This week’s tale centres on an event whose origins have, admittedly somewhat debatably, been traced back some two and a half millennia: the marathon. Aspects of the marathon’s history as an event will be the subject of a future instalment. For the purposes of this week’s journey, suffice it to say that the event was part of the first modern day Olympics in 1896 and has been a feature of every Games since, albeit with varying course lengths until 1921, when the International Amateur Athletic Federation standardised the distance at 26 miles and 385 yards (used to this day). The Games preceding this ruling had seen seven different course lengths, ranging from 24.8 miles to 26.7 miles. The seemingly arbitrary distance matched that used at the 1908 Games in London, originally set at 26 miles but increased by 385 yards so that the finish line would be in front of the Royal Box at Windsor Castle, enabling the Princess of Wales and her children (six in all) to witness the spectacle’s culmination.
The marathon had, until 1960, been the preserve of predominantly European and British athletes. The 1960 Games in Rome heralded the rise of North African athletes as long distance specialists, initiated by Abebe Bikila of Ethiopia winning the marathon and Africa’s first Olympic gold medal, a feat that he repeated in Tokyo four years later. In 1968, with the African distance renaissance gathering momentum, and at the age of 36, he arrived in Mexico City seeking to achieve what no other runner had done before or has accomplished since – three gold medals in one event over three Games. More about him in a future instalment.
The focal figure of this week’s instalment is John Steven Akhwari, a Tanzanian athlete who sought to break Bikila’s (and Ethopia’s) dominance of the Olympic marathon. His responsibility was further intensified by the fact that this was only Tanzania’s second Games and he would thus necessarily act as a trailblazer for future Tanzanians. He was 30 years old.
As he lined up at the start, he faced some formidable competition. Aside from Bikila (who had set the marathon world record between his Olympic golds), he faced Derek Clayton of Australia, who followed a brutal training schedule (at times covering 160 miles a week) and who had the previous year become the first person to break the 2h10 marathon barrier. The conditions suited the North Africans, as the race set off in the early afternoon, in the face of stifling heat and at an altitude of almost 1.5 miles.
Bikila had broken his foot a few days previously and, with an injury to his right knee, pulled out at 10 miles. The heat and altitude were such that he would be joined by sixteen other non-finishers (almost a quarter of the field). Bikila’s reasons for abandoning his attempt were understandable. Akhwari too was handed a plausible and unfortunate excuse to quit. Relatively early on, he fell catastrophically, hitting his head, severely cutting his knee, dislocating his knee joint and, to compound his agony, enduring a trampling by fellow competitors who had been unable to avoid his fallen body.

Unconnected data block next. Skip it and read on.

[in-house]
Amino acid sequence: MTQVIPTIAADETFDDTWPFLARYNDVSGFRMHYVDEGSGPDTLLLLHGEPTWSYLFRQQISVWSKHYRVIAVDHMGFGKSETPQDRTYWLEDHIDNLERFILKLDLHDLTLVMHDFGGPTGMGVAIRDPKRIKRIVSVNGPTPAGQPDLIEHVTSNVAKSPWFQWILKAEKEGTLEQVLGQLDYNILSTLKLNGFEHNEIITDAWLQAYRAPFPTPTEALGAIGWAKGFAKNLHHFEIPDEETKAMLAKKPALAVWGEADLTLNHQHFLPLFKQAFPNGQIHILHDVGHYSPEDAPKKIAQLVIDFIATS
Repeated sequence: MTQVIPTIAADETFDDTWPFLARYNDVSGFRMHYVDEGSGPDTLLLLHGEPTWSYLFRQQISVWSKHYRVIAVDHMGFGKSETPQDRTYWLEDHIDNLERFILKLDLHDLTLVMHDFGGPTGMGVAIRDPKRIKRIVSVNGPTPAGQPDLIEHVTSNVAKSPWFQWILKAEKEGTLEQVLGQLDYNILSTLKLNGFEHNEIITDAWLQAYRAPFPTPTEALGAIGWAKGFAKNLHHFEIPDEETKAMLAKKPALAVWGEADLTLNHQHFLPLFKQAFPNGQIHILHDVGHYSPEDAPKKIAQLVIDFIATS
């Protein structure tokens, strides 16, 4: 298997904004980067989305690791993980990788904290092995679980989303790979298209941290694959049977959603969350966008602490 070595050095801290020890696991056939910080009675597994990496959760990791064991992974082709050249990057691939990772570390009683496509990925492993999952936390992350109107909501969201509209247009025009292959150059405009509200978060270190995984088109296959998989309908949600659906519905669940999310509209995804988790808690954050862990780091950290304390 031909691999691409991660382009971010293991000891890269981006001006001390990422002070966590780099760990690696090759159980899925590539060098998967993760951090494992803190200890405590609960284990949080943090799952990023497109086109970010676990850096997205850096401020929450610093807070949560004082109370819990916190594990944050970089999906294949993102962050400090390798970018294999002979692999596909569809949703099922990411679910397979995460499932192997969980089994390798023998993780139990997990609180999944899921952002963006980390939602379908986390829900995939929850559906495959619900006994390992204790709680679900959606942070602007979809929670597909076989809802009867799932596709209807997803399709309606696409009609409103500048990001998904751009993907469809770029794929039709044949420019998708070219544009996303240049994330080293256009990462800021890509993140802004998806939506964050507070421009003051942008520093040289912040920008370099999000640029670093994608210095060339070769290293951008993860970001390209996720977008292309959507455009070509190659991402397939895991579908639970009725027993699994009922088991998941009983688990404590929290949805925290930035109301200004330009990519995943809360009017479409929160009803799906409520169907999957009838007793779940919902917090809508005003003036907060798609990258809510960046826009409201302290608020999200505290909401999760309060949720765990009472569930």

The race was ultimately won by another Ethiopian, Mamo Wolde, in little over 2h20m (more than ten minutes slower than the then world record). 55 other athletes crossed the finish line, five of whom failed to break three hours, such were the appalling conditions. The closing ceremonies were wrapped up shortly after 7pm. The spectators and athletes who remained began collecting their belongings and preparing to leave the stadium.
The 1968 Games, however, had one last moment of magic in store. The announcer asked those present to remain in their seats. Many in the stadium could see a police motorcade on the street outside, encircling an athlete whose progress was unimaginably slow. They stayed and waited with baited breath. Given that Wolde had won over an hour earlier, and seventeen athletes had pulled out (thus reducing the stigma of doing so), it seemed unthinkable that anyone could still be out on the course.
Minutes later, his body broken but his indomitable spirit intact, Akhwari entered the stadium, his lap around the the 400m track thereafter widely considered as the most memorable last place finish in history. With his knee bandaged, and racked with exhaustion, his progress was slow but determined. The crowd were impressed, and they let him know as much. What began as a slow clap soon progressed into a crescendo of applause and a standing ovation. As inspiring and memorable as Akhwari’s effort was, it is the echo of his words, moreso than the image of his struggle, for which he is most remembered:
Back in Tanzania, Akhwari faced questions over the outcome of the race, but always replied calmly, never considering his failure to win a medal a cause for embarrassment. On the contrary, his family members praised his efforts, as he had acted on their advice, “If you start doing something, finish it. Otherwise, never start it.”
Akhwari competed for a decade after the 1968 Games, finishing fifth in the marathon at the 1970 Commonwealth Games. He continues as a coach at the John Stephen Akhwari Athletic Foundation, an organization which supports Tanzanian athletes training for the Olympic Games. He was invited to the 2000 Olympics in Sydney and to Beijing as a goodwill ambassador ahead of the 2008 Games.